Despite ominously cloudy skies, the rain held off and the sun shone on McFarland Park for much of the weekend (Oct. 2-3), displaying the beauty of the Tennessee River venue as advertised by the mayor. Isbell and the 400 Unit headlined both nights, performing much of 2020’s Reunions for the first time in his hometown. On Saturday, he worked in two covers from his forthcoming Georgia Blue release: a version of Drivin’ N Cryin’s “Honeysuckle Blue,” fronted by 400 Unit guitarist and former Drivin’ N Cryin’ member Sadler Vaden, and a version of R.E.M.’s “Driver 8.” On Sunday, the band repeated the former.

“There’s nothing like seeing that river and all of those clouds rolling over and getting to sing to all of those people,” says Jamie Barrier of Pine Hill Haints, another fellow Alabamian whose band also played ShoalsFest 2021. “I loved it. I absolutely loved it.”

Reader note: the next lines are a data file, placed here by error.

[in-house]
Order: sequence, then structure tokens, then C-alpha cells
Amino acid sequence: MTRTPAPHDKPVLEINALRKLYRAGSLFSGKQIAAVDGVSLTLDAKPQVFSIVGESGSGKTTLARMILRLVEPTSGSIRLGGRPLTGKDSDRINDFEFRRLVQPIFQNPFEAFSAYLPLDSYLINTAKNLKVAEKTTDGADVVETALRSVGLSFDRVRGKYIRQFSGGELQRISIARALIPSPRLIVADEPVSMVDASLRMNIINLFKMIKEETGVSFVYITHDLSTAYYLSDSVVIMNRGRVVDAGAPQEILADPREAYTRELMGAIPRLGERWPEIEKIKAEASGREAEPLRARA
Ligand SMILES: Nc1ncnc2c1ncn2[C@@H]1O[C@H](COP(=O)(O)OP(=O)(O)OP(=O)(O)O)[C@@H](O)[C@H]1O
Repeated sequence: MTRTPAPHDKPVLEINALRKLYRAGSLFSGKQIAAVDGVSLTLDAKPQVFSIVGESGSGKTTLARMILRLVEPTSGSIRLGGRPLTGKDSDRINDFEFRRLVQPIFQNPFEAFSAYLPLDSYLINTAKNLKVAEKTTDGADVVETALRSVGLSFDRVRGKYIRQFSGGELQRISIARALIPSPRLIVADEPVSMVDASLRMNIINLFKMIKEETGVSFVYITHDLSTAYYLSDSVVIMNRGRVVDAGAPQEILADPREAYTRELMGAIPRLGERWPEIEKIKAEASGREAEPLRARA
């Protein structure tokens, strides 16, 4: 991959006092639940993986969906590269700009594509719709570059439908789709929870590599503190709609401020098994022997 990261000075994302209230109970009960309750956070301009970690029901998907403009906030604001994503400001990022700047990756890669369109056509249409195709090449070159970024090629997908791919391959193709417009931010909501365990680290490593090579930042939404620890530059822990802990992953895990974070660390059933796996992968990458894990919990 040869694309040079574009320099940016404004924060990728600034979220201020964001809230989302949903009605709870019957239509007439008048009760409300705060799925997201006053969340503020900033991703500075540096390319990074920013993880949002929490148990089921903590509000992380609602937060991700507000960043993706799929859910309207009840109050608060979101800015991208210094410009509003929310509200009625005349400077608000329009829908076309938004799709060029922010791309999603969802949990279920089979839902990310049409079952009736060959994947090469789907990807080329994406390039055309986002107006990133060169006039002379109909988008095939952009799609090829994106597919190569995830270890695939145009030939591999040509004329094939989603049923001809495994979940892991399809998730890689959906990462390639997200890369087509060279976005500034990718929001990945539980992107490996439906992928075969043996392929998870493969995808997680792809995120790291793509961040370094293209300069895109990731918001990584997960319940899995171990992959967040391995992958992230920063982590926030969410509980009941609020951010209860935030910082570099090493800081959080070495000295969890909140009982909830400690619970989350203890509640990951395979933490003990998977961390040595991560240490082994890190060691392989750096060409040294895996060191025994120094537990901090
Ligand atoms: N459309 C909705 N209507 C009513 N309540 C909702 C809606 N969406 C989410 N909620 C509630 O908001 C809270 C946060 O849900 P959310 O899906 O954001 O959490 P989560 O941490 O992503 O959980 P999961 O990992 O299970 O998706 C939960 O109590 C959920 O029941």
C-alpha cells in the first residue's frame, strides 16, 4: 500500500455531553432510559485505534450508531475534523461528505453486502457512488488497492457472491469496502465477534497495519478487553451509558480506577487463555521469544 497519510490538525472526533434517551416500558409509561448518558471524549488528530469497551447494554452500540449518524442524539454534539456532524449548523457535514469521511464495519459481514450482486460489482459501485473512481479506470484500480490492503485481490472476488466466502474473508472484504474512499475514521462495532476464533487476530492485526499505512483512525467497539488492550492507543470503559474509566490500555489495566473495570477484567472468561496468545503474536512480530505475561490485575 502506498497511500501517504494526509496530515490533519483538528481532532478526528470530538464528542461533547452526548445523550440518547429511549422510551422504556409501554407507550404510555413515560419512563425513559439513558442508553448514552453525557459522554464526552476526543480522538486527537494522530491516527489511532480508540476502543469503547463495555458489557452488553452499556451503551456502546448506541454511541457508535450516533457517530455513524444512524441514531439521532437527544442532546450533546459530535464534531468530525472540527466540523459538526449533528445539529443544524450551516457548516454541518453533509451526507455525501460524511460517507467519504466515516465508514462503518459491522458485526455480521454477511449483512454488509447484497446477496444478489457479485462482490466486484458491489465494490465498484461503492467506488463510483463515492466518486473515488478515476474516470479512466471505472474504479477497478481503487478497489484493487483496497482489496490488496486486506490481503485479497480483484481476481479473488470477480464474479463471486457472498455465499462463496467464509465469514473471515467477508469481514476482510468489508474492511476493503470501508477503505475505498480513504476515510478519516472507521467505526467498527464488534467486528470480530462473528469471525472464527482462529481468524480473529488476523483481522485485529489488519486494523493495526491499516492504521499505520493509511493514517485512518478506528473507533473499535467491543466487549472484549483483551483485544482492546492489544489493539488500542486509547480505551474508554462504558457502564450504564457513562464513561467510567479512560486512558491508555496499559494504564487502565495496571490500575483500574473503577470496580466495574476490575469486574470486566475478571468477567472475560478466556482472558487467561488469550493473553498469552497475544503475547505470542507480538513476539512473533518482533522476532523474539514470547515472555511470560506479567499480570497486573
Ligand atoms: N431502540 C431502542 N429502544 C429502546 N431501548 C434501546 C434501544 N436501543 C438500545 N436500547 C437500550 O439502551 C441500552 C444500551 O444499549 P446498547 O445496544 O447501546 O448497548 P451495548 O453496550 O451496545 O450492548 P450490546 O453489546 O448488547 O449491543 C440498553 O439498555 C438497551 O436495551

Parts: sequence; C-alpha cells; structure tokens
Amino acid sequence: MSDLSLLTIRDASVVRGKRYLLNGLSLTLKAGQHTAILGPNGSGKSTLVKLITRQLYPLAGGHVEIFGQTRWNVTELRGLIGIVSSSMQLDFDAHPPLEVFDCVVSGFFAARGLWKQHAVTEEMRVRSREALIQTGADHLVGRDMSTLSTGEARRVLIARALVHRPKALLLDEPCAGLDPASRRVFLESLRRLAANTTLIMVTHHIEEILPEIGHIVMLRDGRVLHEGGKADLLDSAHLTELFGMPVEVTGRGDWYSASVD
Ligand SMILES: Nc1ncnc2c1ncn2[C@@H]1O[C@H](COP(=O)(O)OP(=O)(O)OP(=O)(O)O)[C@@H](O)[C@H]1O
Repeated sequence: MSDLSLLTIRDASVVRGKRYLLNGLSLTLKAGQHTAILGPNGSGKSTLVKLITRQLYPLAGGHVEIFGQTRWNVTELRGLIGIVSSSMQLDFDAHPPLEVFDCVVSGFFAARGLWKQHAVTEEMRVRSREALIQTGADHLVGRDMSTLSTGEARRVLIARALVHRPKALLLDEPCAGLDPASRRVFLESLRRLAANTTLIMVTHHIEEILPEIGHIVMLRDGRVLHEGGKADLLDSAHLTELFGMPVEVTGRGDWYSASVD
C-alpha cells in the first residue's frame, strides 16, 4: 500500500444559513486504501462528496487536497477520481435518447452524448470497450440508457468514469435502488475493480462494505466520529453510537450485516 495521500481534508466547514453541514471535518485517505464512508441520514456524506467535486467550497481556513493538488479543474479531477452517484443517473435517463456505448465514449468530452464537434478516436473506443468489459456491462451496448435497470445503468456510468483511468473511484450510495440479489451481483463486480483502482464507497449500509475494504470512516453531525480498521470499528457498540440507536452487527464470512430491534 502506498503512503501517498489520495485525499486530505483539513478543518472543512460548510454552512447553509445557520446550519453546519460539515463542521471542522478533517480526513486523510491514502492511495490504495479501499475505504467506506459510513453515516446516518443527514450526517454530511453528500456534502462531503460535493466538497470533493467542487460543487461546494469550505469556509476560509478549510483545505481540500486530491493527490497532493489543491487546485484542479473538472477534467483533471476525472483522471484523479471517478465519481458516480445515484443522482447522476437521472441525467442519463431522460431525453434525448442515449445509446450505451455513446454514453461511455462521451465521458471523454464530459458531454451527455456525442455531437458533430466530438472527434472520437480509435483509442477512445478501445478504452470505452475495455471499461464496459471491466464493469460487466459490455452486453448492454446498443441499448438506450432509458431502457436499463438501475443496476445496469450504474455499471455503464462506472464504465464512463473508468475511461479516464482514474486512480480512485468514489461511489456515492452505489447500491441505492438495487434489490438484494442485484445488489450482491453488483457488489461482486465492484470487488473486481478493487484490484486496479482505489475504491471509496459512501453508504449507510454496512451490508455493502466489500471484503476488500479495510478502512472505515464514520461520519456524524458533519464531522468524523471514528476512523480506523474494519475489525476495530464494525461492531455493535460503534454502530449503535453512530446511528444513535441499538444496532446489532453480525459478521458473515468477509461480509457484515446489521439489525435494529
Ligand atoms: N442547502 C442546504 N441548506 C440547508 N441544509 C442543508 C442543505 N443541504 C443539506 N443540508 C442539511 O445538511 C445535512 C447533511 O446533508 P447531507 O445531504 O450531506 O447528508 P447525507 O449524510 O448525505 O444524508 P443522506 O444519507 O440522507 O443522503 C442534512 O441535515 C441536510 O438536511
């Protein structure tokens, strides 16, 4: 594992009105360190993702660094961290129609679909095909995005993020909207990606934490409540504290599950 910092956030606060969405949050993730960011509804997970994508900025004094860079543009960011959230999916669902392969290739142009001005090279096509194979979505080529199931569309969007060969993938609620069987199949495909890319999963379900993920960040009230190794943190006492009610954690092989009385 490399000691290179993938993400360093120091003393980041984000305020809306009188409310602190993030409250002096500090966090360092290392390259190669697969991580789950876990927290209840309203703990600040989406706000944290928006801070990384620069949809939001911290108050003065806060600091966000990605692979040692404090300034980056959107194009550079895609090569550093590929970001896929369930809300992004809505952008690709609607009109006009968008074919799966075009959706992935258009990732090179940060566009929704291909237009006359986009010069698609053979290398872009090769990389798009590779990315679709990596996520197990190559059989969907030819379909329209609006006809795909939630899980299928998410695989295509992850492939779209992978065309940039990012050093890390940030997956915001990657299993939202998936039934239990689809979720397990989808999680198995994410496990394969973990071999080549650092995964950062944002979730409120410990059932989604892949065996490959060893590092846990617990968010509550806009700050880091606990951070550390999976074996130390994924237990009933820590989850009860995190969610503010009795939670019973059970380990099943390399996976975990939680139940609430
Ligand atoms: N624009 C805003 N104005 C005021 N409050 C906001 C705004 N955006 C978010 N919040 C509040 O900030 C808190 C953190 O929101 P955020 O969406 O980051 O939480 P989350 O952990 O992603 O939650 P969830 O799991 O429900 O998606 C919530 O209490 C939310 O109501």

The weekend’s most high-profile reunion came in the form of Drive-By Truckers and Isbell and the 400 Unit sharing a bill for the first time since Isbell’s departure from the Truckers in 2007, and the moment didn’t disappoint. Isbell joined DBT's Sunday set for “Heathens” and “The Day John Henry Died,” the latter an Isbell-penned tune that has long been absent from his live catalog; he played the same two songs during the Truckers' performance the following night (Oct. 4) at the Ryman Auditorium in Nashville.